Lumens to Watts – how to choose the right light bulbs, brightness and colour

Lumens to Watts – how to choose the right light bulbs, brightness and colour

What Wattage is right?
For decades, we’ve been buying light bulbs according to wattage. But in recent years choosing light bulbs has become far more confusing – you knew roughly what you were getting with a 40, 60 or 100 wattage filament bulb.Nowadays, energy saving bulbs produce far more light, less heat, whilst consuming less energy (Watts). They come in varying technologies, such as Compact Fluorescent (CFL), Halogen and LED and they last much longer – up to 25 years for LEDs! Defining the brightness, or light output of bulbs is changing from wattage equivalents to lumens. Lumens is an accurate way of measuring the light output of bulbs – brightness is what we perceive, luminance is what we measure. However, this can be a little confusing! Most of us have a preconception of how bright a 100-watt incandescent bulb is even though this can vary tremendously between soft white and clear glass bulbs. On average, an incandescent bulb produces around 14 lumens per watt, compared to 63 lumens for energy saving compact fluorescents (CFL) and 74 for LED bulbs. Some of the most energy to light efficient LED bulbs are now reaching over 120 lumens in Energy Star tests.

LUMENS ARE THE NEW UNIT OF MEASUREMENT FOR LIGHT BULBS
As energy efficient, low-watt light bulbs like CFLs and LEDs have become readily available, watts have become an unreliable metric for selecting bulbs. Instead of focusing on wattage, which measures power or energy use, manufacturers are indicating the brightness of their energy efficient bulbs according to lumens, which measure light output. So while we may be accustomed to shopping for bulbs according to wattage, lumens are actually a more accurate measurement of how bright your light will be.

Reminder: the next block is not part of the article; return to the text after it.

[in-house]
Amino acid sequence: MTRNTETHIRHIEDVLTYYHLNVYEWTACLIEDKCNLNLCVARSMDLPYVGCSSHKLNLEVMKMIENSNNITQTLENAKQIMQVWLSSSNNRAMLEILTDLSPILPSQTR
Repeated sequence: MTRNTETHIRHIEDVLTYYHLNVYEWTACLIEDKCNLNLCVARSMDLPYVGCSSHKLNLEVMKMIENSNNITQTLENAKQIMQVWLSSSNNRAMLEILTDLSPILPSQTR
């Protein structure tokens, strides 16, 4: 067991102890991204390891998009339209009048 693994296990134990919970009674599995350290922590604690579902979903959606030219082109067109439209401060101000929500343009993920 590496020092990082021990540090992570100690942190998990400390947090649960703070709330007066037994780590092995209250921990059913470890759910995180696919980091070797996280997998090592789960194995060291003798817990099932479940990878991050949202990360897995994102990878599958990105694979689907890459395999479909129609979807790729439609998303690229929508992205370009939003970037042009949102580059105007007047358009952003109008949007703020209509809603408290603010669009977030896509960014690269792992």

CONVERTING LUMENS TO WATTS
How many lumens are in a watt? Because lumens measure brightness and watts measure energy output, there is no simple method for converting wattage to lumens.

With energy efficient lighting like LEDs and CFLs, how many lumens are in a 60W bulb or 100W bulb depends on the lumen output of the bulb, not its energy use. Don’t despair! Measuring and labelling light output instead of energy use actually makes it easier for you to find the right energy efficient bulb for your space. Use this chart to determine how many lumens you’ll need from your next light bulb. For example, if you typically purchase 60W incandescent bulbs, which produce about 830 lumens, consider purchasing a lower energy alternative like a 45W halogen bulb, 13W CFL, or even a 11W LED bulb to achieve the same brightness.

Data sources: American Association of Physics Teachers 1996 and Energy Star 2016

What else can affect brightness perception?
The colour of light can also affect how bright a light appears, even if the lumens are the same. Bulbs that are nearer to daylight (bluer or cooler in colour) sometimes appear brighter than yellower coloured lights.

Choosing the colour temperature of bulbs
Choosing the right colour is dependent on the atmosphere you’re trying to create within your room, or what the space you are lighting is used for. Light colour is measured using a temperature scale called Kelvin (K). Incandescent bulbs are around 2700-3000K and produce a yellower warm/soft light, great for creating a relaxed ambiance. For whiter light – more akin to daylight – good for kitchens and workspaces, bulbs labelled between 3500-4100K would be best. Reading lights tend to be marked 5000-6500K these appear much bluer and perceived as brighter.


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